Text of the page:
More than a week after Oracle released a critical patch for Java, more than 68% percent of Internet computers are still vulnerable to attacks that exploit these vulnerabilities according to Trusteer. Since 73 percent of Internet users are using Java this may be the biggest security hole on the Internet today.
Due to the threat posed by a successful attack, Oracle strongly recommends that customers apply CPU fixes as soon as possible. This Critical Patch Update contains 29 new security fixes across Java SE and Java for Business products.
One week after it was released by Oracle only 7 per cent of Java users have installed the latest update. This is worrying because the majority of Java users on the Internet are vulnerable to a large and growing number of Java exploits in the wild. According to Microsoft, the vulnerabilities covered by the critical patch provide '...an unprecedented wave of Java exploitation...' Trusteer believes it is the single most exploitable vulnerability on the web today.
"From a security threat standpoint Java is very much like Flash in that it is a ubiquitous technology installed on virtually every computer in the world, which makes an ultimate platform for distributing malware," said Mickey Boodaei, Trusteer's CEO. "Using vulnerabilities in these applications is extremely efficient since it enables criminals to target more than two thirds of Internet users. Oracle is facing some major security challenges and one of its biggest hurdles is its software update mechanism. For some reason, it is not effective enough in distributing security patches to the field. Adobe experienced the very same problem last year and since then Flash has been the subject of multiple attacks. To date Adobe hasn't managed to overcome the problem although they are trying and have plans to introduce more security features in their future releases."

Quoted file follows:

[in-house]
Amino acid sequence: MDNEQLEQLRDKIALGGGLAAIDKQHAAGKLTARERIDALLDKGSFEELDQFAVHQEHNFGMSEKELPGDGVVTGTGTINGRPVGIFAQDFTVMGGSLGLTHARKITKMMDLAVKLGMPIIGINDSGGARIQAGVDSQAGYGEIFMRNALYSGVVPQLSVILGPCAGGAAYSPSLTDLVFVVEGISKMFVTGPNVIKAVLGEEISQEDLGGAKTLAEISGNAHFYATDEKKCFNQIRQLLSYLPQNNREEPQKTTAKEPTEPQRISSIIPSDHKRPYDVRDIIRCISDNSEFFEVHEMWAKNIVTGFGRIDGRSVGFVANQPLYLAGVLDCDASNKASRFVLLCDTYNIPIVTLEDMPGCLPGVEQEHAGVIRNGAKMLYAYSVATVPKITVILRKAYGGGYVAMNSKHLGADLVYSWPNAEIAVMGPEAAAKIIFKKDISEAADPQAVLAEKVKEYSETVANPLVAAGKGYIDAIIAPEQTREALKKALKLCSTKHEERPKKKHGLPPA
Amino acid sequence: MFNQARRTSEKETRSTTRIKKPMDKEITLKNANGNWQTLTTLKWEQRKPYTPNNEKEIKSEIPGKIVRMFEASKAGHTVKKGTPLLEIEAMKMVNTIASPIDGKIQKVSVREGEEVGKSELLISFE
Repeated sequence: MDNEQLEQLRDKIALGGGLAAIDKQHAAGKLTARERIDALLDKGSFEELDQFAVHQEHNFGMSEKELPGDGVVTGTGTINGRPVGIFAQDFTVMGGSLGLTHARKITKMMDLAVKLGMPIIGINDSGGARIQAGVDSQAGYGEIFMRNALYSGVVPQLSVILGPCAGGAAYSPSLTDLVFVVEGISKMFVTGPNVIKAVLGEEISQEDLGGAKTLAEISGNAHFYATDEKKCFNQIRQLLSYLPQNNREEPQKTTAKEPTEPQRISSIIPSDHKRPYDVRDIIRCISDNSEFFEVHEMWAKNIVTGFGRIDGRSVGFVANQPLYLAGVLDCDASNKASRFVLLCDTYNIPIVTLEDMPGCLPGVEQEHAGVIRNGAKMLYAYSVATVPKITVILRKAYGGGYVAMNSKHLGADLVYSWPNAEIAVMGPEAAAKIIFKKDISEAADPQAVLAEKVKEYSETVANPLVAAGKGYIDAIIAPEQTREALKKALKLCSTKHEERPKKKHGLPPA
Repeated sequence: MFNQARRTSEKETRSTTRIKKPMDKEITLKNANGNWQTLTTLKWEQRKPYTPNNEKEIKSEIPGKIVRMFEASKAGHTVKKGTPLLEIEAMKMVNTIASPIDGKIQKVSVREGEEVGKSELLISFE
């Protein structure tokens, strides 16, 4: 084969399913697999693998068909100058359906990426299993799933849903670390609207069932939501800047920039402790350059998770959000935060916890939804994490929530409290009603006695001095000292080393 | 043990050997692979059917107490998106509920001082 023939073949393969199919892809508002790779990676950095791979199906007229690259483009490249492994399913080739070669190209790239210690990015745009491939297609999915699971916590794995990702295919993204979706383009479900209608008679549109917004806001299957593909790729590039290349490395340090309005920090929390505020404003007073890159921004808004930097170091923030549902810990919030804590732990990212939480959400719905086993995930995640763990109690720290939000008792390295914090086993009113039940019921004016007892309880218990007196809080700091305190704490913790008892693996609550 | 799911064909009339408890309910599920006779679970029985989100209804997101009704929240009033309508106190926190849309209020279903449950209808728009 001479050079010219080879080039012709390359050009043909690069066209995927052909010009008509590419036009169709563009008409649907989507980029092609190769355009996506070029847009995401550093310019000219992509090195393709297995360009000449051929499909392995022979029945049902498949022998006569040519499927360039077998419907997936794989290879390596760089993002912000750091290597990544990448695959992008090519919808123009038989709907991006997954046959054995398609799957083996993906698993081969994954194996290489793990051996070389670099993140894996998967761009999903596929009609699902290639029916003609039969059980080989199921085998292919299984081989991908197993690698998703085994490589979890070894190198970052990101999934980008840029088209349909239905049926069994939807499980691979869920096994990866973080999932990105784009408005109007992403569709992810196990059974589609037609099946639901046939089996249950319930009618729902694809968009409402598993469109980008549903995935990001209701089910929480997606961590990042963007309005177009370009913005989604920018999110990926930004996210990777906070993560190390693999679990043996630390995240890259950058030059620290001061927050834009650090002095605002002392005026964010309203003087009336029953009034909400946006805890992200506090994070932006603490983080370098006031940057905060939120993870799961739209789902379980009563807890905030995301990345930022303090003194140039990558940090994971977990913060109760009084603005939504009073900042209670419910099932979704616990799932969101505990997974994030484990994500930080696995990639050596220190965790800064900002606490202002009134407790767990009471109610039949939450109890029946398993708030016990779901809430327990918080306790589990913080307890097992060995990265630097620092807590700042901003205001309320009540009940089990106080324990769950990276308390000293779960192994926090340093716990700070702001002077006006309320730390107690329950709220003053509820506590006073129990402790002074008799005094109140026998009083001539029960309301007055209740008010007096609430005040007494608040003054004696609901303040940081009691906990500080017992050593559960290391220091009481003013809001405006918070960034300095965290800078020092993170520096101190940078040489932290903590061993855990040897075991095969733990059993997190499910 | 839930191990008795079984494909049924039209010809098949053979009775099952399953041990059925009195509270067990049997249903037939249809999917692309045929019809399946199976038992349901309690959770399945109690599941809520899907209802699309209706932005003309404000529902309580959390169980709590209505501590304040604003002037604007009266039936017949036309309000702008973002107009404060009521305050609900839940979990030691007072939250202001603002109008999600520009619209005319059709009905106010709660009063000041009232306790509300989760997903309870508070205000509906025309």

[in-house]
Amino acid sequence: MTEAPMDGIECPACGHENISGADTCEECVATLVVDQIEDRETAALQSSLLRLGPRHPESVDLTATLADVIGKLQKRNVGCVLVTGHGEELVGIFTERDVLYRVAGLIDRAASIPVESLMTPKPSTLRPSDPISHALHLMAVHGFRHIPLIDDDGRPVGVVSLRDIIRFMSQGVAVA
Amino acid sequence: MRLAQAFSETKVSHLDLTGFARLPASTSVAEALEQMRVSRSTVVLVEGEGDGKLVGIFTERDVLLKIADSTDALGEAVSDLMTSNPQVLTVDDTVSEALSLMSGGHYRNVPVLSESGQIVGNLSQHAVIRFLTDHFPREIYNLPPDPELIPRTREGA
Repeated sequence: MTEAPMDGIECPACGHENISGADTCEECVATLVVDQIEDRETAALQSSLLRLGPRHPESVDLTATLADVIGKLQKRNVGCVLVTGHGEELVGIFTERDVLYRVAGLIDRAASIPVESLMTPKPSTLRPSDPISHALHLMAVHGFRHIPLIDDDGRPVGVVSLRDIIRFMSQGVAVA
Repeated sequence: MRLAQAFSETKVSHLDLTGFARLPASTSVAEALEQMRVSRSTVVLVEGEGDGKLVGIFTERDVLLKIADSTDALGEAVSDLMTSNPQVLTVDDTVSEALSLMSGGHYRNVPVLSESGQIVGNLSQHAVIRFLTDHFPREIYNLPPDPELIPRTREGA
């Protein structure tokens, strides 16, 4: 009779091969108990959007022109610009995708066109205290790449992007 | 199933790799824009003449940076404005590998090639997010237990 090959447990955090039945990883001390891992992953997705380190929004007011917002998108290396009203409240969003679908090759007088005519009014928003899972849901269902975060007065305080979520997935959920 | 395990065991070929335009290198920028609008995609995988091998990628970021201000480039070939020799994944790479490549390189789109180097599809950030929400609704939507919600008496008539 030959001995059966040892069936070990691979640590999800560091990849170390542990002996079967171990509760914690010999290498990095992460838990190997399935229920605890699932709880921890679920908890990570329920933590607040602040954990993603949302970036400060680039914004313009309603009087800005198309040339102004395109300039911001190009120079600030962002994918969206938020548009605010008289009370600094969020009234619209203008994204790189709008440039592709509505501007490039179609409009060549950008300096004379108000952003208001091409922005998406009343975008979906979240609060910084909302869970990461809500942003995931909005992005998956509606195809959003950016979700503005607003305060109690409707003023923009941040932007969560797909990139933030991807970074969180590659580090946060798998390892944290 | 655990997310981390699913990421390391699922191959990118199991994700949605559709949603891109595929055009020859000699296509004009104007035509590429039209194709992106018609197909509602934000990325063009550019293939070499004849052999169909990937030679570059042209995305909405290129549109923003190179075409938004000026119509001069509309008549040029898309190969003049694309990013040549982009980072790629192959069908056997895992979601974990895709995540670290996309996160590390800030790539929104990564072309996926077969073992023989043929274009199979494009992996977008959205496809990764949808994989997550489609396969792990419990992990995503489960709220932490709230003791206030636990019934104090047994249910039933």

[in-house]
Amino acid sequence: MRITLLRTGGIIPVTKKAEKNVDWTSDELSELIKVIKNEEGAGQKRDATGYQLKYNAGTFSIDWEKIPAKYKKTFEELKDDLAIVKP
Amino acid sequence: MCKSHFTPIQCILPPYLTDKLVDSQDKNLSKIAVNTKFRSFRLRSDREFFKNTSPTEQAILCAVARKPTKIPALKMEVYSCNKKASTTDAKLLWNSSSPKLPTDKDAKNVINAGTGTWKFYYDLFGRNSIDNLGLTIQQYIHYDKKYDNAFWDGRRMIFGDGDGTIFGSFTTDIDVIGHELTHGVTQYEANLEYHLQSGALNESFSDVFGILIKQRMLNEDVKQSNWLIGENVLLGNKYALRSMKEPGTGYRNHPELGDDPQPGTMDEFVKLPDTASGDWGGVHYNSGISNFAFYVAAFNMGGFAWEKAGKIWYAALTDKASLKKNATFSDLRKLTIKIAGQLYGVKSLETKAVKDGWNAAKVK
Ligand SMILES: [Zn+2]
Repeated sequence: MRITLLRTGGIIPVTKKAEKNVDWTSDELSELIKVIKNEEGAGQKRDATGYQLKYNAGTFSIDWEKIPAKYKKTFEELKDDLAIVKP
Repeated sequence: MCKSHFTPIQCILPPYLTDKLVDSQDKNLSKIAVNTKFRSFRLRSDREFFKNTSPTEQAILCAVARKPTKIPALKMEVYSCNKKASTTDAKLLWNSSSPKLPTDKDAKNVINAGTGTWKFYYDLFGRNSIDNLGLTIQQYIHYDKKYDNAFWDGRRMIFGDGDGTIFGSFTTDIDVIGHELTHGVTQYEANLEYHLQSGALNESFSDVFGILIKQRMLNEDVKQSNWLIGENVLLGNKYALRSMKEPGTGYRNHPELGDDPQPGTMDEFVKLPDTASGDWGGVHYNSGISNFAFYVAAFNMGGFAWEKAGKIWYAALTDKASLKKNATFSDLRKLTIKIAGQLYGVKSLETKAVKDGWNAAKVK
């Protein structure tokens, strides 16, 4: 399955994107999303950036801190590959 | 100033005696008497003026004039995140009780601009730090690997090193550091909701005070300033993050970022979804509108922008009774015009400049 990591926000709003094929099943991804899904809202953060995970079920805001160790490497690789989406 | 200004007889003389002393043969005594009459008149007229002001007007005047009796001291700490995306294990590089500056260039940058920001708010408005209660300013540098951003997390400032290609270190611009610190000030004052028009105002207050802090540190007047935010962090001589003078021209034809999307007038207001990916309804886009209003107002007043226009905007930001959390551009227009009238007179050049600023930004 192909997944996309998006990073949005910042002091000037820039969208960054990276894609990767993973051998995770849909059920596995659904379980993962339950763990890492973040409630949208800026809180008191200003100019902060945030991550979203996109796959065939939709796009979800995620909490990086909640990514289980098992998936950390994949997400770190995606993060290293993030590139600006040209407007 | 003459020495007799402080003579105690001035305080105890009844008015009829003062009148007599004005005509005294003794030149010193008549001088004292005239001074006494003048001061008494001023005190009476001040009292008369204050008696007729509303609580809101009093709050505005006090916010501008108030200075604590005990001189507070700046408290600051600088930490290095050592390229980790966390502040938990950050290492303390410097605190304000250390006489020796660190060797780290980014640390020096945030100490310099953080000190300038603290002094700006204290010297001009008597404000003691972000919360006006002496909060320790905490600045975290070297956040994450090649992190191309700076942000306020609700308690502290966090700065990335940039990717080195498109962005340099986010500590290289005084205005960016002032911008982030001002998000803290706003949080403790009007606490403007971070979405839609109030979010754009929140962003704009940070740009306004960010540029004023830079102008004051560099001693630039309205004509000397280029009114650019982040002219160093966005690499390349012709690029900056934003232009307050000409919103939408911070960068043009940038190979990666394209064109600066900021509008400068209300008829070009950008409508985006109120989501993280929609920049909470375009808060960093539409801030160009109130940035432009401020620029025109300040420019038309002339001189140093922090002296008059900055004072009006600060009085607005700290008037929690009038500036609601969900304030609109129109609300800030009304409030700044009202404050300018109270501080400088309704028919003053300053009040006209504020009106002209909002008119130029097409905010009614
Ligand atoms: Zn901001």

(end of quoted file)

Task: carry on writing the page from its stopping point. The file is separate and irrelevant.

According to Trusteer, the Java exploit posted to the Full Disclosure mailing list late last week appears to have been picked up by Russian hackers, who are currently exploiting an iFrame-compromised song lyrics site, which re-routes Internet users to a Russia-based malware server. This multi-level attack vector will have taken time to organise, which leads Trusteer to believe that hackers are now monitoring bug disclosure lists on a regular basis, and then mobilising their resources very quickly to create new zero day exploits.
Trusteer reccommends that enterprises identify all browser add-ons and browser technologies, not just Flash and Java, making sure to block unnecessary services and quickly update vulnerable add-ons and browsers. Use browser security technologies that can minimize and block the threat within the organization. Patch browsers and browser add-ons as soon as fixes are available.
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